Fighting between rival sectarian groups in the Central African Republic has killed eight people and wounded 25 others, as gunfire and explosions rang out in the capital for a second day, the United Nations and Red Cross said.
Fighting continued on Thursday, as Muslim Seleka fighters clashed with a Christian militia in the capital Bangui, in the worst bout of violence since a UN peacekeeping force took over last month.
Witnesses said that machine gun and heavy weapons fire rang out overnight and into Thursday morning, forcing the country's Red Cross branch to suspend its operations to retrieve the dead and wounded.
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The violence began on Tuesday when a former fighter from the Muslim Seleka group was killed by anti-Balaka Christian militias who mutilated his body before burning it, witnesses said.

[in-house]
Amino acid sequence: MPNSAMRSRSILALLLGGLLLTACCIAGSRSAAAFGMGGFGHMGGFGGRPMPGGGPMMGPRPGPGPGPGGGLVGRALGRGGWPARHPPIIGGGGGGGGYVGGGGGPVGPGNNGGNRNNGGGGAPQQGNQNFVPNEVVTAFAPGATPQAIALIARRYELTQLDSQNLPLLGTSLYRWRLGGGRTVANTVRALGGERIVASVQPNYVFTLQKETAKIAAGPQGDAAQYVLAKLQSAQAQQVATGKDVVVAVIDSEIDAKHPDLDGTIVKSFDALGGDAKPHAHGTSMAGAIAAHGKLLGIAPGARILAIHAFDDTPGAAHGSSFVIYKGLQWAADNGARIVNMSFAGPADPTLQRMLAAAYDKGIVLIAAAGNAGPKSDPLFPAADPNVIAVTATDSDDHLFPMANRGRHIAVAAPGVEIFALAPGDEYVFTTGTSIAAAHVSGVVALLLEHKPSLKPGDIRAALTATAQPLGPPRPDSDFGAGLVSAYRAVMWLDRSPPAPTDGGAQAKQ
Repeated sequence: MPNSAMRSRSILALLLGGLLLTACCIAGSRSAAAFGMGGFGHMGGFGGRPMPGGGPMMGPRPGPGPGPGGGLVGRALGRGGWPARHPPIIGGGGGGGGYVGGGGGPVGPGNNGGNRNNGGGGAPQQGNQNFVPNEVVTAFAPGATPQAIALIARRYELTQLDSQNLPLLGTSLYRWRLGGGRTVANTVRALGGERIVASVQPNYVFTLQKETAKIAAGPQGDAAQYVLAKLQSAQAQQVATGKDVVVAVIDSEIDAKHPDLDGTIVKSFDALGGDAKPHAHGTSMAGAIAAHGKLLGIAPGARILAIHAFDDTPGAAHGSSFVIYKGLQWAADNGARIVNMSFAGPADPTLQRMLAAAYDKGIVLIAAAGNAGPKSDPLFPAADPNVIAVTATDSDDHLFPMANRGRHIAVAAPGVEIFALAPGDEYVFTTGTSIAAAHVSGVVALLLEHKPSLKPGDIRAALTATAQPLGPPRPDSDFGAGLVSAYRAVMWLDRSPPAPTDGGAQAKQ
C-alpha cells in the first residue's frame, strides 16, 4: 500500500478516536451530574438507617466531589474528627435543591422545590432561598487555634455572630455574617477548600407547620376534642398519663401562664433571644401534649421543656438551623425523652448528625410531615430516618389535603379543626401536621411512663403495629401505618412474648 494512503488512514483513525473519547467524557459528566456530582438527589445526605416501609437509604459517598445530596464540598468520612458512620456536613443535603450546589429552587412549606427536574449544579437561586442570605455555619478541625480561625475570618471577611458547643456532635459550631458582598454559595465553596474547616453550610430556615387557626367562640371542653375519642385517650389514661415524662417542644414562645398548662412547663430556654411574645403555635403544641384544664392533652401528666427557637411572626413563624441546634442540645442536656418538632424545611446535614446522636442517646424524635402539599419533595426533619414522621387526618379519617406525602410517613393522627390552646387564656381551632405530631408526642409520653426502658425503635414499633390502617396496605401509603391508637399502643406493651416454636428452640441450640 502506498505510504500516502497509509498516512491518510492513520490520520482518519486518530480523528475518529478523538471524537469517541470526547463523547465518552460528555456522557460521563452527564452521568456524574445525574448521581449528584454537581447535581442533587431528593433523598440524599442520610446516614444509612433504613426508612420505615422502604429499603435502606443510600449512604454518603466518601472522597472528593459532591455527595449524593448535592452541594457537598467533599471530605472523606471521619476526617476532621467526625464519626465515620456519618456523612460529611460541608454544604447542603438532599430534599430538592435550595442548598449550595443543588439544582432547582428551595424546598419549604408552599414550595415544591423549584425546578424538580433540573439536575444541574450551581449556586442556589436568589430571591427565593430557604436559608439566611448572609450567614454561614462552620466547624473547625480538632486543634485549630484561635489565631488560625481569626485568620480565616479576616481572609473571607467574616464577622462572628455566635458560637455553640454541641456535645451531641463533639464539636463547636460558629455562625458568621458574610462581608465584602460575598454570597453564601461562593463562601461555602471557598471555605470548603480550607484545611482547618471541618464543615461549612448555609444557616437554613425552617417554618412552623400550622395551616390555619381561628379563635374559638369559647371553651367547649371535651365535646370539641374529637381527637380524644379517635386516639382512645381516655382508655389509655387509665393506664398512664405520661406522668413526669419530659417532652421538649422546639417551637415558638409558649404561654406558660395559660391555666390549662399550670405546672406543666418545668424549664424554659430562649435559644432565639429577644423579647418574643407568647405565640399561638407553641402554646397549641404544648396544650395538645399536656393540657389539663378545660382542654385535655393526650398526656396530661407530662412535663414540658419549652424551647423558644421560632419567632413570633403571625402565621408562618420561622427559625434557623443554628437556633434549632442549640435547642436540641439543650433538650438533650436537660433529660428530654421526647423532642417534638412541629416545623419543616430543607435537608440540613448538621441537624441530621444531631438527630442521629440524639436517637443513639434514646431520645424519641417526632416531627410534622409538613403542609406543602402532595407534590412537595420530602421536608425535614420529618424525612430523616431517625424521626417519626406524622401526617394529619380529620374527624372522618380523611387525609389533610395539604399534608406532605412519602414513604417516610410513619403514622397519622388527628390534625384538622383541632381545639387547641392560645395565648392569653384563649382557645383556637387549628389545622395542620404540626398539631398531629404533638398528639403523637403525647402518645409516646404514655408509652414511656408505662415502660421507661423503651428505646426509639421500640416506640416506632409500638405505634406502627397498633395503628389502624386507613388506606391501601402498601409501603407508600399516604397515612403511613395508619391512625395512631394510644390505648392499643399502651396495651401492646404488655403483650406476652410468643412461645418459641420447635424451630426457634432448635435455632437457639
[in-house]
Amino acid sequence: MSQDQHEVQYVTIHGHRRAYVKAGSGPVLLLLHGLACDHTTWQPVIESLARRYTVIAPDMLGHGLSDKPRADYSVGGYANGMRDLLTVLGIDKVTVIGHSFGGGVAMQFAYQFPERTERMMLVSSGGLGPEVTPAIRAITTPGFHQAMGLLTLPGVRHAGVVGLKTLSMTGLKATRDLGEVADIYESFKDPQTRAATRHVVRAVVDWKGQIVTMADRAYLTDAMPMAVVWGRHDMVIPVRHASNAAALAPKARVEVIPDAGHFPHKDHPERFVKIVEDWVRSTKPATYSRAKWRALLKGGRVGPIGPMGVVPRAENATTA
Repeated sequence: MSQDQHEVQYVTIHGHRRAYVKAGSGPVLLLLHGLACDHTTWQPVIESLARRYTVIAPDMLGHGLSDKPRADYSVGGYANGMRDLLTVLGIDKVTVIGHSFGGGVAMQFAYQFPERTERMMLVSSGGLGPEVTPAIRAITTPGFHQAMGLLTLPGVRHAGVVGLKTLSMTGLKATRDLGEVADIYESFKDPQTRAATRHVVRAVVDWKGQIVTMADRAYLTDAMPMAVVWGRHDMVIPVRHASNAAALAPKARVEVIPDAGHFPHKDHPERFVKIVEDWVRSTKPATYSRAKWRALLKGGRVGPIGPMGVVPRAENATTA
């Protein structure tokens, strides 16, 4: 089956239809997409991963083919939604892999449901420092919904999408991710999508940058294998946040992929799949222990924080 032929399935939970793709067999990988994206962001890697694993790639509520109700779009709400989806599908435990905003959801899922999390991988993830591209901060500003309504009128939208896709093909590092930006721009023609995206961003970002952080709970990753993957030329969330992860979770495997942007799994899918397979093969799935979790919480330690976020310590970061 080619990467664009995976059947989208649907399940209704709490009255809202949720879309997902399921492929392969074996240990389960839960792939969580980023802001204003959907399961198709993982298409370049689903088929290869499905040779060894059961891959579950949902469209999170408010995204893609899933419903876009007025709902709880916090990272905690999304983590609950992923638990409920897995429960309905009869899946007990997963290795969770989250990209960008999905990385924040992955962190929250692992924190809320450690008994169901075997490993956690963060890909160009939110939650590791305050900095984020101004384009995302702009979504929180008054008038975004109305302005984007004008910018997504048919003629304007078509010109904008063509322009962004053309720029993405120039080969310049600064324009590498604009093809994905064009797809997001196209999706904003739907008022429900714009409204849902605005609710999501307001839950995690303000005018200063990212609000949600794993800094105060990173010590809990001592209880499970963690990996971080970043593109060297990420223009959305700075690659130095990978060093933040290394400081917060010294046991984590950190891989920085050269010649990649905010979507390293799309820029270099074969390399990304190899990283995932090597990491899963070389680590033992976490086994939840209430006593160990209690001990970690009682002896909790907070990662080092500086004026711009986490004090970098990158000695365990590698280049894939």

Reprisal attacks ensued, with Muslim fighters killing two people, as anti-Balaka fighters paraded through the streets, shooting their weapons into the air.
The UN mission reported violent protests in front of their compound, their vehicles shot at and pelted with stones over the last two days.
The UN took over peacekeeping operations there last month, but violence continues to simmer between the rebels and Christian militias.
The former French colony, one of Africa's poorest despite reserves of gold and diamonds, was plunged into chaos when mostly Muslim Seleka rebels started attacking towns and grabbing territory before seizing power in March 2013.
At least 5,000 people have died over nine months of sectarian violence in the country, which is currently led by a transitional president.
Sporadic violence has continued to plague CAR, despite the Seleka leader's resignation from the presidency in January and the formation of a transition government led by Catherine Samba-Panza.